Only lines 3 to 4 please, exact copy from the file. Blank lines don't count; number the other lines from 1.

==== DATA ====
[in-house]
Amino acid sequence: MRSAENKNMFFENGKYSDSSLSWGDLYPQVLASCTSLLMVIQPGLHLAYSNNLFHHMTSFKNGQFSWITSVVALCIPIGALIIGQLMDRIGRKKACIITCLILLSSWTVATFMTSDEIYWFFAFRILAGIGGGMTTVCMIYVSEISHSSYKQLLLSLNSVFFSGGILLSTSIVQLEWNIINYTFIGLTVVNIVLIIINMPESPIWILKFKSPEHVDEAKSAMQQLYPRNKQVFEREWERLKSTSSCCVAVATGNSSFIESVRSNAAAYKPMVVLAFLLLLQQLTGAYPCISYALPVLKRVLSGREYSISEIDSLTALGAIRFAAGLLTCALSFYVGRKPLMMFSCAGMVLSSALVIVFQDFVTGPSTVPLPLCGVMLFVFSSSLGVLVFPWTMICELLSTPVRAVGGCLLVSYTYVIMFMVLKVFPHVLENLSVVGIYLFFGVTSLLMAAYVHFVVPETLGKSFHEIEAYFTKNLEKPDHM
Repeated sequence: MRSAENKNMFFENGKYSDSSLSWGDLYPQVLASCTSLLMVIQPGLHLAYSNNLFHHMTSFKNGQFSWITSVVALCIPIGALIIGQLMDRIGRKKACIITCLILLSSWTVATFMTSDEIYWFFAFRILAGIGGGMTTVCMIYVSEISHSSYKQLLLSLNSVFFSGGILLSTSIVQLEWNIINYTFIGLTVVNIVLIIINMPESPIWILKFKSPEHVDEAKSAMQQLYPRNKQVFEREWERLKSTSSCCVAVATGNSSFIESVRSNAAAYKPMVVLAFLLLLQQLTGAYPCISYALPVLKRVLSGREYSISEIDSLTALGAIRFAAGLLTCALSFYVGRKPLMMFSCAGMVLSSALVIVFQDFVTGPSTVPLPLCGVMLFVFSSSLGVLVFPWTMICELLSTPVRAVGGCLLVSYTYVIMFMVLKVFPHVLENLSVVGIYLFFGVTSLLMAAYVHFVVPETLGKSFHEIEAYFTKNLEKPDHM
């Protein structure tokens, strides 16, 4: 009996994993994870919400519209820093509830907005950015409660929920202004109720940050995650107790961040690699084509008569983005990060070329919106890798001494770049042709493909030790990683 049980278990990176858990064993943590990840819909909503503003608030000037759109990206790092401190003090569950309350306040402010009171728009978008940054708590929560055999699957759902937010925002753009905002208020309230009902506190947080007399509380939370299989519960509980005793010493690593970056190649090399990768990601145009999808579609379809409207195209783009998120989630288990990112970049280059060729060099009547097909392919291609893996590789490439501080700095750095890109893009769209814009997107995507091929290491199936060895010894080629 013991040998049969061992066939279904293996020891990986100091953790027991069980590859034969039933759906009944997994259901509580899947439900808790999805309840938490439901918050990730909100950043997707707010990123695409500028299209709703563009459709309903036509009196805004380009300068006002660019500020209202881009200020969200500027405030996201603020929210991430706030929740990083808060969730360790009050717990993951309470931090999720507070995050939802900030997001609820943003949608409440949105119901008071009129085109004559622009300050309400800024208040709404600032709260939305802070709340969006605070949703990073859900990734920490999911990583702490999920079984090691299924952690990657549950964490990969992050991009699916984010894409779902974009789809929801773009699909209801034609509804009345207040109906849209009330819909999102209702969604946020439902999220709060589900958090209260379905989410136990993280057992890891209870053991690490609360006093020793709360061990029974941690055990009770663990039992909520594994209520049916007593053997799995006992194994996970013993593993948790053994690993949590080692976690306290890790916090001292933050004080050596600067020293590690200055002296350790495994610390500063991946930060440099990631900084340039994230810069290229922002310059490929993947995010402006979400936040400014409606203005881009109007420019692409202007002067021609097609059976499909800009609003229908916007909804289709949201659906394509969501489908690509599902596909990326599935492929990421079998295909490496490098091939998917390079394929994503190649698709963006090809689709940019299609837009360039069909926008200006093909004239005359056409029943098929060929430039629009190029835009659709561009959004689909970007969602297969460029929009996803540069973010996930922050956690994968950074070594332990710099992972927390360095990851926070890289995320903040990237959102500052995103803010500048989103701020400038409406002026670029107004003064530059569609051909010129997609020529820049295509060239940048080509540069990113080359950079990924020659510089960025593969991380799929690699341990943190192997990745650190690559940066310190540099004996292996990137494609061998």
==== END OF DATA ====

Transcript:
Repeated sequence: MRSAENKNMFFENGKYSDSSLSWGDLYPQVLASCTSLLMVIQPGLHLAYSNNLFHHMTSFKNGQFSWITSVVALCIPIGALIIGQLMDRIGRKKACIITCLILLSSWTVATFMTSDEIYWFFAFRILAGIGGGMTTVCMIYVSEISHSSYKQLLLSLNSVFFSGGILLSTSIVQLEWNIINYTFIGLTVVNIVLIIINMPESPIWILKFKSPEHVDEAKSAMQQLYPRNKQVFEREWERLKSTSSCCVAVATGNSSFIESVRSNAAAYKPMVVLAFLLLLQQLTGAYPCISYALPVLKRVLSGREYSISEIDSLTALGAIRFAAGLLTCALSFYVGRKPLMMFSCAGMVLSSALVIVFQDFVTGPSTVPLPLCGVMLFVFSSSLGVLVFPWTMICELLSTPVRAVGGCLLVSYTYVIMFMVLKVFPHVLENLSVVGIYLFFGVTSLLMAAYVHFVVPETLGKSFHEIEAYFTKNLEKPDHM
């Protein structure tokens, strides 16, 4: 009996994993994870919400519209820093509830907005950015409660929920202004109720940050995650107790961040690699084509008569983005990060070329919106890798001494770049042709493909030790990683 049980278990990176858990064993943590990840819909909503503003608030000037759109990206790092401190003090569950309350306040402010009171728009978008940054708590929560055999699957759902937010925002753009905002208020309230009902506190947080007399509380939370299989519960509980005793010493690593970056190649090399990768990601145009999808579609379809409207195209783009998120989630288990990112970049280059060729060099009547097909392919291609893996590789490439501080700095750095890109893009769209814009997107995507091929290491199936060895010894080629 013991040998049969061992066939279904293996020891990986100091953790027991069980590859034969039933759906009944997994259901509580899947439900808790999805309840938490439901918050990730909100950043997707707010990123695409500028299209709703563009459709309903036509009196805004380009300068006002660019500020209202881009200020969200500027405030996201603020929210991430706030929740990083808060969730360790009050717990993951309470931090999720507070995050939802900030997001609820943003949608409440949105119901008071009129085109004559622009300050309400800024208040709404600032709260939305802070709340969006605070949703990073859900990734920490999911990583702490999920079984090691299924952690990657549950964490990969992050991009699916984010894409779902974009789809929801773009699909209801034609509804009345207040109906849209009330819909999102209702969604946020439902999220709060589900958090209260379905989410136990993280057992890891209870053991690490609360006093020793709360061990029974941690055990009770663990039992909520594994209520049916007593053997799995006992194994996970013993593993948790053994690993949590080692976690306290890790916090001292933050004080050596600067020293590690200055002296350790495994610390500063991946930060440099990631900084340039994230810069290229922002310059490929993947995010402006979400936040400014409606203005881009109007420019692409202007002067021609097609059976499909800009609003229908916007909804289709949201659906394509969501489908690509599902596909990326599935492929990421079998295909490496490098091939998917390079394929994503190649698709963006090809689709940019299609837009360039069909926008200006093909004239005359056409029943098929060929430039629009190029835009659709561009959004689909970007969602297969460029929009996803540069973010996930922050956690994968950074070594332990710099992972927390360095990851926070890289995320903040990237959102500052995103803010500048989103701020400038409406002026670029107004003064530059569609051909010129997609020529820049295509060239940048080509540069990113080359950079990924020659510089960025593969991380799929690699341990943190192997990745650190690559940066310190540099004996292996990137494609061998």